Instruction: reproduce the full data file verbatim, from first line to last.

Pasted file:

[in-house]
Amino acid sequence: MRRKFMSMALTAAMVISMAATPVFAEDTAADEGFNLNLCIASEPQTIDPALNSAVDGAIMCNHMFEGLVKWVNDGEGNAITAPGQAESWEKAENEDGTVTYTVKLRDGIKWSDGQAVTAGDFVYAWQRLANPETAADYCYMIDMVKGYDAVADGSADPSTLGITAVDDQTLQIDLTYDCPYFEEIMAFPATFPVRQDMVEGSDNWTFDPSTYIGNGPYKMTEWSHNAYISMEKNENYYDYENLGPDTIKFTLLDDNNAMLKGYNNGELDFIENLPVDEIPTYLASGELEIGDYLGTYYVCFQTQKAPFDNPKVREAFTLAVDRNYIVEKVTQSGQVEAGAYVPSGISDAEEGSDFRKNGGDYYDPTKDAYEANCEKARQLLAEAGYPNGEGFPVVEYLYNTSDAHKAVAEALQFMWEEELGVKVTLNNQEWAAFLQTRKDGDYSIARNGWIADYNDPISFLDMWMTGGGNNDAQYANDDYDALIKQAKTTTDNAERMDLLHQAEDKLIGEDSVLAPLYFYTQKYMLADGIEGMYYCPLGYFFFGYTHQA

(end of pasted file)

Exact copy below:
[in-house]
Amino acid sequence: MRRKFMSMALTAAMVISMAATPVFAEDTAADEGFNLNLCIASEPQTIDPALNSAVDGAIMCNHMFEGLVKWVNDGEGNAITAPGQAESWEKAENEDGTVTYTVKLRDGIKWSDGQAVTAGDFVYAWQRLANPETAADYCYMIDMVKGYDAVADGSADPSTLGITAVDDQTLQIDLTYDCPYFEEIMAFPATFPVRQDMVEGSDNWTFDPSTYIGNGPYKMTEWSHNAYISMEKNENYYDYENLGPDTIKFTLLDDNNAMLKGYNNGELDFIENLPVDEIPTYLASGELEIGDYLGTYYVCFQTQKAPFDNPKVREAFTLAVDRNYIVEKVTQSGQVEAGAYVPSGISDAEEGSDFRKNGGDYYDPTKDAYEANCEKARQLLAEAGYPNGEGFPVVEYLYNTSDAHKAVAEALQFMWEEELGVKVTLNNQEWAAFLQTRKDGDYSIARNGWIADYNDPISFLDMWMTGGGNNDAQYANDDYDALIKQAKTTTDNAERMDLLHQAEDKLIGEDSVLAPLYFYTQKYMLADGIEGMYYCPLGYFFFGYTHQA